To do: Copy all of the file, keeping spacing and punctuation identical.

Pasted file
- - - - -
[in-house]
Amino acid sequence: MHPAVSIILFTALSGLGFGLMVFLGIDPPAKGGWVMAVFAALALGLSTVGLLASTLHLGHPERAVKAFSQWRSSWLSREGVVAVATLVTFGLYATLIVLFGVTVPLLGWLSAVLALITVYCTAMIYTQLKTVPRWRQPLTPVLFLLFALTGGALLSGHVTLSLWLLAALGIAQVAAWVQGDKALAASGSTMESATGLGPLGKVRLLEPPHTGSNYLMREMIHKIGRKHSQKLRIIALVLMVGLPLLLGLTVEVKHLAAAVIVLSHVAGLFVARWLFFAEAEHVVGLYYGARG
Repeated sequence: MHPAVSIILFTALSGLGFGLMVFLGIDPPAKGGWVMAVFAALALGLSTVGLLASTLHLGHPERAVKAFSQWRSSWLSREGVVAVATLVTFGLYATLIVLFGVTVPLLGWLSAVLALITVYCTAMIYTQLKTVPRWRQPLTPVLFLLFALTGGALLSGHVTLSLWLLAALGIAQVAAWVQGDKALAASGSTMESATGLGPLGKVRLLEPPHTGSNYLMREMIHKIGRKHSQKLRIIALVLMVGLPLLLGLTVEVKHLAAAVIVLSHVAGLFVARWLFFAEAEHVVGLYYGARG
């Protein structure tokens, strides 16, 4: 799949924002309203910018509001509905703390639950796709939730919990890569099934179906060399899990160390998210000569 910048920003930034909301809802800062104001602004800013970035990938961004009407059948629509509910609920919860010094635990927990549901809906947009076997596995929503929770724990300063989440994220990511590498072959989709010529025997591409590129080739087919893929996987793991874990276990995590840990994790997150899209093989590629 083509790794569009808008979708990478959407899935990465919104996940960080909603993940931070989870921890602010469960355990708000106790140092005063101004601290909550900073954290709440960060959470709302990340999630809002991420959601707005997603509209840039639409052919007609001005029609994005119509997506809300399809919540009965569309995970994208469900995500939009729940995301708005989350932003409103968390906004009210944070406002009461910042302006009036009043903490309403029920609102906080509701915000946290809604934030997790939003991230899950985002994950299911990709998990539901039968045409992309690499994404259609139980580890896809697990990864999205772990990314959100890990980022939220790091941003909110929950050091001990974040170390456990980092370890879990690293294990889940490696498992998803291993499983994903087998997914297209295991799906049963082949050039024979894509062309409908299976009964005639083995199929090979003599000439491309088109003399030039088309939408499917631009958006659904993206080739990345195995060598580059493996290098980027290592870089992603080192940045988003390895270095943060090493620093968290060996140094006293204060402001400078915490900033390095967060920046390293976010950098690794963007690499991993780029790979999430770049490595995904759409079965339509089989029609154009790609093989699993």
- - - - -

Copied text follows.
[in-house]
Amino acid sequence: MHPAVSIILFTALSGLGFGLMVFLGIDPPAKGGWVMAVFAALALGLSTVGLLASTLHLGHPERAVKAFSQWRSSWLSREGVVAVATLVTFGLYATLIVLFGVTVPLLGWLSAVLALITVYCTAMIYTQLKTVPRWRQPLTPVLFLLFALTGGALLSGHVTLSLWLLAALGIAQVAAWVQGDKALAASGSTMESATGLGPLGKVRLLEPPHTGSNYLMREMIHKIGRKHSQKLRIIALVLMVGLPLLLGLTVEVKHLAAAVIVLSHVAGLFVARWLFFAEAEHVVGLYYGARG
Repeated sequence: MHPAVSIILFTALSGLGFGLMVFLGIDPPAKGGWVMAVFAALALGLSTVGLLASTLHLGHPERAVKAFSQWRSSWLSREGVVAVATLVTFGLYATLIVLFGVTVPLLGWLSAVLALITVYCTAMIYTQLKTVPRWRQPLTPVLFLLFALTGGALLSGHVTLSLWLLAALGIAQVAAWVQGDKALAASGSTMESATGLGPLGKVRLLEPPHTGSNYLMREMIHKIGRKHSQKLRIIALVLMVGLPLLLGLTVEVKHLAAAVIVLSHVAGLFVARWLFFAEAEHVVGLYYGARG
């Protein structure tokens, strides 16, 4: 799949924002309203910018509001509905703390639950796709939730919990890569099934179906060399899990160390998210000569 910048920003930034909301809802800062104001602004800013970035990938961004009407059948629509509910609920919860010094635990927990549901809906947009076997596995929503929770724990300063989440994220990511590498072959989709010529025997591409590129080739087919893929996987793991874990276990995590840990994790997150899209093989590629 083509790794569009808008979708990478959407899935990465919104996940960080909603993940931070989870921890602010469960355990708000106790140092005063101004601290909550900073954290709440960060959470709302990340999630809002991420959601707005997603509209840039639409052919007609001005029609994005119509997506809300399809919540009965569309995970994208469900995500939009729940995301708005989350932003409103968390906004009210944070406002009461910042302006009036009043903490309403029920609102906080509701915000946290809604934030997790939003991230899950985002994950299911990709998990539901039968045409992309690499994404259609139980580890896809697990990864999205772990990314959100890990980022939220790091941003909110929950050091001990974040170390456990980092370890879990690293294990889940490696498992998803291993499983994903087998997914297209295991799906049963082949050039024979894509062309409908299976009964005639083995199929090979003599000439491309088109003399030039088309939408499917631009958006659904993206080739990345195995060598580059493996290098980027290592870089992603080192940045988003390895270095943060090493620093968290060996140094006293204060402001400078915490900033390095967060920046390293976010950098690794963007690499991993780029790979999430770049490595995904759409079965339509089989029609154009790609093989699993």